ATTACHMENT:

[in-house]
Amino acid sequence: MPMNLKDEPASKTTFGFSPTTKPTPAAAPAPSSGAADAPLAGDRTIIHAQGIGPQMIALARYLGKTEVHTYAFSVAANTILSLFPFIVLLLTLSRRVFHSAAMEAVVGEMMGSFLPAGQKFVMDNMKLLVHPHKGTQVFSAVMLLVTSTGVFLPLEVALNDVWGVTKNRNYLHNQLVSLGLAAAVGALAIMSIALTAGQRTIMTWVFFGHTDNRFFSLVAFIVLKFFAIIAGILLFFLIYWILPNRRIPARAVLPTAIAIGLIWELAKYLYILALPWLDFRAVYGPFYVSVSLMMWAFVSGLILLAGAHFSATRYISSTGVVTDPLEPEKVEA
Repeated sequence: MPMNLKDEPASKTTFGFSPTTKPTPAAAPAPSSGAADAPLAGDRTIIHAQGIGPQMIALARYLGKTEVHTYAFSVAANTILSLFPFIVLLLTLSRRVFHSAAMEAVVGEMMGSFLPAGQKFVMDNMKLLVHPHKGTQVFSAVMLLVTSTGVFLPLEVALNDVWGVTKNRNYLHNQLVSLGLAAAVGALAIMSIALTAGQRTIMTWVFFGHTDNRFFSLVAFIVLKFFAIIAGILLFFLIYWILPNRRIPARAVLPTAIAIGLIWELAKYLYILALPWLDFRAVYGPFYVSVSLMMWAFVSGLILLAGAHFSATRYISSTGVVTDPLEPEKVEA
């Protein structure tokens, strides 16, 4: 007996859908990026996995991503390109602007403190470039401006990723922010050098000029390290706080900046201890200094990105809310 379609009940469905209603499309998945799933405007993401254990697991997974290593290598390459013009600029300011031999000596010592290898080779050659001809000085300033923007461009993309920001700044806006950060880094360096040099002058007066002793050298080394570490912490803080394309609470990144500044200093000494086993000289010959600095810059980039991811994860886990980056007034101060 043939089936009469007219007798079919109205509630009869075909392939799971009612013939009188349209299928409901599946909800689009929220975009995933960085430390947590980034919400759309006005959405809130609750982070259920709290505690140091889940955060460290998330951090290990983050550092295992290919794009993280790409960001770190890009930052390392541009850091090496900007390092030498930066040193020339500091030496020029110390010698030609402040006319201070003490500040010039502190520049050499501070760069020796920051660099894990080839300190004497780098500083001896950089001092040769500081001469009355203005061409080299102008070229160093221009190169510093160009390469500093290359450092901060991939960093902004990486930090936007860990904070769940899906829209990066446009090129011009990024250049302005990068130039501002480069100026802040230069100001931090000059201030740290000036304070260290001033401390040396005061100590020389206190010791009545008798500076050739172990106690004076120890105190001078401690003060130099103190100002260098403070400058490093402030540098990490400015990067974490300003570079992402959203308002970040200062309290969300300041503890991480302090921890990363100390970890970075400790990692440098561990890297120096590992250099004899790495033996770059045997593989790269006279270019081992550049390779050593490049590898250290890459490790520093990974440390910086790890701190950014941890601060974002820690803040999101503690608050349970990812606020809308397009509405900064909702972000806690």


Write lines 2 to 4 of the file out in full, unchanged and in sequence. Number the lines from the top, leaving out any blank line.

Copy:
Amino acid sequence: MPMNLKDEPASKTTFGFSPTTKPTPAAAPAPSSGAADAPLAGDRTIIHAQGIGPQMIALARYLGKTEVHTYAFSVAANTILSLFPFIVLLLTLSRRVFHSAAMEAVVGEMMGSFLPAGQKFVMDNMKLLVHPHKGTQVFSAVMLLVTSTGVFLPLEVALNDVWGVTKNRNYLHNQLVSLGLAAAVGALAIMSIALTAGQRTIMTWVFFGHTDNRFFSLVAFIVLKFFAIIAGILLFFLIYWILPNRRIPARAVLPTAIAIGLIWELAKYLYILALPWLDFRAVYGPFYVSVSLMMWAFVSGLILLAGAHFSATRYISSTGVVTDPLEPEKVEA
Repeated sequence: MPMNLKDEPASKTTFGFSPTTKPTPAAAPAPSSGAADAPLAGDRTIIHAQGIGPQMIALARYLGKTEVHTYAFSVAANTILSLFPFIVLLLTLSRRVFHSAAMEAVVGEMMGSFLPAGQKFVMDNMKLLVHPHKGTQVFSAVMLLVTSTGVFLPLEVALNDVWGVTKNRNYLHNQLVSLGLAAAVGALAIMSIALTAGQRTIMTWVFFGHTDNRFFSLVAFIVLKFFAIIAGILLFFLIYWILPNRRIPARAVLPTAIAIGLIWELAKYLYILALPWLDFRAVYGPFYVSVSLMMWAFVSGLILLAGAHFSATRYISSTGVVTDPLEPEKVEA
């Protein structure tokens, strides 16, 4: 007996859908990026996995991503390109602007403190470039401006990723922010050098000029390290706080900046201890200094990105809310 379609009940469905209603499309998945799933405007993401254990697991997974290593290598390459013009600029300011031999000596010592290898080779050659001809000085300033923007461009993309920001700044806006950060880094360096040099002058007066002793050298080394570490912490803080394309609470990144500044200093000494086993000289010959600095810059980039991811994860886990980056007034101060 043939089936009469007219007798079919109205509630009869075909392939799971009612013939009188349209299928409901599946909800689009929220975009995933960085430390947590980034919400759309006005959405809130609750982070259920709290505690140091889940955060460290998330951090290990983050550092295992290919794009993280790409960001770190890009930052390392541009850091090496900007390092030498930066040193020339500091030496020029110390010698030609402040006319201070003490500040010039502190520049050499501070760069020796920051660099894990080839300190004497780098500083001896950089001092040769500081001469009355203005061409080299102008070229160093221009190169510093160009390469500093290359450092901060991939960093902004990486930090936007860990904070769940899906829209990066446009090129011009990024250049302005990068130039501002480069100026802040230069100001931090000059201030740290000036304070260290001033401390040396005061100590020389206190010791009545008798500076050739172990106690004076120890105190001078401690003060130099103190100002260098403070400058490093402030540098990490400015990067974490300003570079992402959203308002970040200062309290969300300041503890991480302090921890990363100390970890970075400790990692440098561990890297120096590992250099004899790495033996770059045997593989790269006279270019081992550049390779050593490049590898250290890459490790520093990974440390910086790890701190950014941890601060974002820690803040999101503690608050349970990812606020809308397009509405900064909702972000806690």